Advertisements of 1915 and 1920 give their address as Gt. Tindal St, Ladywood, Birmingham. Later they are believe to have moved to Smethwick, Staffordshire (now West Midlands)
1910 This firm produced a pair of singles fitted with 2½hp JAP
and 3½hp Precision engines,
belt drive and spring forks.
1912 By now they were using 3½hp and water-cooled 4¼hp Precision
engines and a 3½hp JAP
for the TT model. The motorcycles were fitted with two-speed Bowden
gear, Saxon forks, oil tank mounted
on the saddle tube, and fully enclosed chain final-drive.
1914 A 269cc Villiers two-stroke
model was added to the range. Typical of the type, it had two-speeds, belt
drive and Druid forks.
1915 That model was joined by a similar one with a 349cc Peco
engine, plus a four-stroke model with a Villiers
engine and another with a V-twin King
1920 Advertised Model A 2-1/2 hp 2 stroke, Model B 2-1/2 hp 2 stroke 2 speed, Model B II with a Sturmey-Archer 2 speed, Model C 2½hp with three speed box and sidecarette (105 pounds), Model D Ladies 2½hp 2 speed.
Post War, the company moved to Smethwick, West Midlands, but only had
one model. This was fitted with a 269cc Villiers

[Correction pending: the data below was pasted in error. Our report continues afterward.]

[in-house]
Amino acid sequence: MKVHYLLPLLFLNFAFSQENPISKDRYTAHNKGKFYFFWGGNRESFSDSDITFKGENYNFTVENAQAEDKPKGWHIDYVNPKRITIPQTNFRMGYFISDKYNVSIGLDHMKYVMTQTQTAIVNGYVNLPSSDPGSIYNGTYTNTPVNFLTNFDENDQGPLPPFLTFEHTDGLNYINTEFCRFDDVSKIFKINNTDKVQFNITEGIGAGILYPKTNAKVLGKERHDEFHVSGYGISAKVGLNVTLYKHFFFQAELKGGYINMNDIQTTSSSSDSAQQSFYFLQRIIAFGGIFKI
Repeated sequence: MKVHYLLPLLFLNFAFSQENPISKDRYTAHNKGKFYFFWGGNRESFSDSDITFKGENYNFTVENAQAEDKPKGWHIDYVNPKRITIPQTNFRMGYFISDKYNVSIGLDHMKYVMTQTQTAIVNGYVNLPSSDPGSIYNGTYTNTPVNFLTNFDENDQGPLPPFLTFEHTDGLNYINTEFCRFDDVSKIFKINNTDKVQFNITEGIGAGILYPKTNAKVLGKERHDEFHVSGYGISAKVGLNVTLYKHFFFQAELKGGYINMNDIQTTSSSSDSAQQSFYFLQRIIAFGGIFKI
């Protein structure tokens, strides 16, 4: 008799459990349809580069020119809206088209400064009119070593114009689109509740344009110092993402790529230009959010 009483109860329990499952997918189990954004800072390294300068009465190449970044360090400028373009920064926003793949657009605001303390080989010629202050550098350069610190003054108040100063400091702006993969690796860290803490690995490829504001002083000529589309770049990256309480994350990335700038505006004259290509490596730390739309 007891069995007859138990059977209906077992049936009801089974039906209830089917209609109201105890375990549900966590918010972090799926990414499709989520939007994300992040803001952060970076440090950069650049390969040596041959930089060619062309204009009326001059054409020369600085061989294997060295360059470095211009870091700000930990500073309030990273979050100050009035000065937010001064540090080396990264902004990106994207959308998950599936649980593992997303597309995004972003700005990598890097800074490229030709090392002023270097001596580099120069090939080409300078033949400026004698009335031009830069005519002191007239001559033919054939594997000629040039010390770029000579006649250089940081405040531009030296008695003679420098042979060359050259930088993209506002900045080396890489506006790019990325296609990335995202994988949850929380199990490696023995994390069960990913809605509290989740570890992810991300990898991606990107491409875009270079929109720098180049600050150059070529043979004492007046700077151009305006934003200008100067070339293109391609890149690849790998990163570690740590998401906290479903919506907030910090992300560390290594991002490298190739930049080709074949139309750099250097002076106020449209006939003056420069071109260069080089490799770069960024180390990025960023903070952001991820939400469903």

engine, either with direct-belt drive or two speeds and chain-cum-belt
1922 Only the latter was offered that year.
1923 Production ceased.
In 1930, the Ixion brand reappeared as rebadged 250cc New Hudson sidevalves which they were having trouble moving in the very difficult market conditions. Using the Ixion marque enabled New Hudson to sell their stock at much more competitive prices.
The company name is also recorded as Whittal Engineering, of Whitall St Birmingham. This appears to be a furphy.
The Ixion built by Primus 1902- 1904 was at Loughborough Junction. London. Another Ixion marque existed in France in 1901
No relation between any of these marques and the famous English motorcycle journalist of the era whose nom de plume was Ixion.